1850s football rules

A group of Sheffield schoolchildren are today finding out first hand how the city helped shape the modern game of football.

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Original rules football played in Sheffield

This form of the sport was the forerunner to the modern game and led to the divergence of football and rugby.

Players were allowed to catch the ball and could score what was known as a 'rouge', a secondary goal scored through posts outside the main goal.

However, to meet modern health and safety standards the rules of 'hacking' or 'charging' will not be observed during the match.

The football festival is the result of work by local schools along with Sheffield FC and Hallam FC to explore football archives under the guidance of football historians.

The project's findings will be on display alongside historic collections from local football clubs, including the world's oldest football trophy, the Youdan Cup, dating back to 1867, and the world's oldest inter-school football trophy, the Clegg Shield of 1889.

Football is a major part of so many people's lives in this country, and it's a big part of identity too - everyone has stories to tell about their favourite team, whether amateur or professional.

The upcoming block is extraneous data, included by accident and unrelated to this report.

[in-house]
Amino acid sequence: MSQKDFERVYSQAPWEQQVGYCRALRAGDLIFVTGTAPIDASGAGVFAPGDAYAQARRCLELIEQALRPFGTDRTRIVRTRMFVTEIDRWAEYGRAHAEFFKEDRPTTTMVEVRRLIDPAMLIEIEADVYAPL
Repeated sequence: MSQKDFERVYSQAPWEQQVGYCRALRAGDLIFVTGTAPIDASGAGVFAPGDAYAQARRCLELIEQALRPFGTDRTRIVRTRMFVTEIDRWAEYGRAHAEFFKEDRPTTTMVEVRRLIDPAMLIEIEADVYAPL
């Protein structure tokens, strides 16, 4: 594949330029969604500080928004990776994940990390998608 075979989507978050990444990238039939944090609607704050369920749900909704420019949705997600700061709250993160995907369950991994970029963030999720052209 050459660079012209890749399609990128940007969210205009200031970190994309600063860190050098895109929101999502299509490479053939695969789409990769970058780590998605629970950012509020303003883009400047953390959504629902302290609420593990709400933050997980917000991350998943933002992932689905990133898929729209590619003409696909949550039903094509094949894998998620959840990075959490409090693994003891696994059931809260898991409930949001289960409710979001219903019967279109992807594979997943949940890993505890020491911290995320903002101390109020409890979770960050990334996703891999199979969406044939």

This event is a fantastic example of communities coming together to explore and celebrate their local heritage.

– Michael Wood, historian

Celebrating the history of football in Sheffield

The history and heritage of the Beautiful Game will be celebrated with a match at Hallam FC's ground, the oldest football ground in the world, played to 1850s rules.

Schools from across Sheffield will come face to face at Sandygate Road and use the original 1858 rules, known as the Sheffield Rules, for the first time in 150 years.

This event is the culmination of a project funded by the Heritage Lottery Fund to investigate the origins of the modern game.

Uriah Rennie, former Premier League referee and current president of Hallam FC, will be refereeing in traditional Victorian attire.

I have refereed around the world but I have always been drawn back to Sheffield where I grew up.

Football is loved right across the globe but not many people realise the game actually originates from Sheffield.

The city has a unique football heritage, influencing the modern game that cannot be found anywhere else in the world.

– Uriah Rennie

Football match using 1858 rules

Sheffield FC of the 1850s

A group of Sheffield schoolchildren are today finding out first hand how the city helped shape the modern game of football.

As part of a Heritage Lottery funded project, they will be recreating an original Victorian football game using the 1858 rules at the oldest football ground in the world and ancestral home of the modern game, Hallam FC.

The game will be refereed by former Premier League referee Uriah Rennie, bedecked of course in Victorian attire and TV historian Michael Wood will be awarding the medals at the end of the event.

The teams will battle it out wearing Victorian dress, using a vintage leather ball and following rules which includes catching the ball and being allowed to score a rouge (kicking it between posts outside the normal goal posts).

The original rule book
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